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Most people I know love Thanksgiving. But did you know that your Thanksgiving meal my be the reason for your New Year’s diet?
For those who don’t know me, my name is Cassandra Suarez, registered dietitian nutritionist and personal trainer. When I was preparing for this presentation, I wanted to do something seasonal and what better topic than Thanksgiving dinner, which is the start of many other social gatherings and holiday events. If I had to list all my favorite things about Thanksgiving it would include friends, family, and the food. But there is also a darkside to thanksgiving. After the Thanksgiving meal, I often feel so full and bloated from all the food. I often have to excuse myself and lie down for a bit or unbutten my belt to relieve some of the pressure. I was curious about how much we actually eat at Thanksgiving dinner. So I made a list
You gotta have your drinks with company
So I started listing all the ingredients that make up popular holiday dishes…. And I was amazed by how at first glance Thanksgiving dinner looks like the healthiest meal with all 9 servings of fruits and vegetables at one meal! Mashed potatoes, carrots, green been casserole, sweet potatoes, roasted potatoes, potato salad, pumpkin soup, and the list continues. But then looking deeper it is quite evident that these dishes contain a lot more than the veggies that give them it’s name. Sugar is marshmallows in the sweet potatoes, whole sticks of butter in the mashed potatoes, fried onions and cream of mushroom soup on the green been casserole, a pound of sugar in the cranberry sauce. Every recipe I saw seemed to pile sugar, fat, and salt until the vegetables were hardly recognizable. And those are just the vegetable dishes! Then I started thinking about January first and all the flooded gyms full of people who are trying to lose the weight they gained from the holidays. So that got me thinking about ways to prevent the weight gain in the first place.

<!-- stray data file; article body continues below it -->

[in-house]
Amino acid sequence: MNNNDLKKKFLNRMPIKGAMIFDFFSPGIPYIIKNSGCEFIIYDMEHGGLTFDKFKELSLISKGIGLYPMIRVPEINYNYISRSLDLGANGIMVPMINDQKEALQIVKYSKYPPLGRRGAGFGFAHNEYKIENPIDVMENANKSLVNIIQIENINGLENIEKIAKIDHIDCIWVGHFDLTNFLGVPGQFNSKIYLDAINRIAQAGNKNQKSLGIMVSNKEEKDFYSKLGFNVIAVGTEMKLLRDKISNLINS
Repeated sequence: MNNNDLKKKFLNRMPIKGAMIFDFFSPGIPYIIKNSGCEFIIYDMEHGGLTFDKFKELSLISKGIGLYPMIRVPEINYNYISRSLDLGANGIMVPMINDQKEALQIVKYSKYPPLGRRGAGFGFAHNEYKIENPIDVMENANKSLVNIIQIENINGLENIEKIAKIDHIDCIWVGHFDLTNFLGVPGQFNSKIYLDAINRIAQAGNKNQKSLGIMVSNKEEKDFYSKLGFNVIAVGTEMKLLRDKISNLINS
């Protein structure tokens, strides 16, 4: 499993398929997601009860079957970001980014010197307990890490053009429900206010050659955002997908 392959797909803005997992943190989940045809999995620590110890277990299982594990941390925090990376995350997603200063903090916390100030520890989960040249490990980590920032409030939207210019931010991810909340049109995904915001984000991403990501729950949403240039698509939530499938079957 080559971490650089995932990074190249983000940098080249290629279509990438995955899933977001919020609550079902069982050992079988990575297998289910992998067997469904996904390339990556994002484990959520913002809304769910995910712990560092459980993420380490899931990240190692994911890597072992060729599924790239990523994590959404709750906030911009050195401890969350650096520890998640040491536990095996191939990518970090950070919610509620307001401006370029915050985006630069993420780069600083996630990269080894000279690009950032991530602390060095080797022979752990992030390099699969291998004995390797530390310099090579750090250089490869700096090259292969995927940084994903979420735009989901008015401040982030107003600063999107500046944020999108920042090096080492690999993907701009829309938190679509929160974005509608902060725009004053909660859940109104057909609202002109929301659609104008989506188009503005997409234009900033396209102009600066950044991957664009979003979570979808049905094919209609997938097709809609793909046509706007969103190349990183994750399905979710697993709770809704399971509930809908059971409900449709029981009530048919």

Here are 6 tips to take to your next holiday party.
What if I told you that your plate has more control over your food than you do? Many studies by Dr. Wansink from Cornell University have shown that people are relying on environmental cues to signal fullness instead of listening to their bodies. For example, many people use visual cues from an empty plate to signify satiety. [Slide 8] If given a larger plate, most people subconsciously put about 30% more on their plate. Depending on the food, this can be a 150 calories difference per serving. Over the course of the year, 150 calories more per day is a 15-pound weight gain all else equal. And this is just one meal a day using a larger plate.
• Completely fill a small plate (810") • Enjoy your meal!• Do not go back for seconds• Using a small plate reduces your calories without making your feel like you are depriving yourself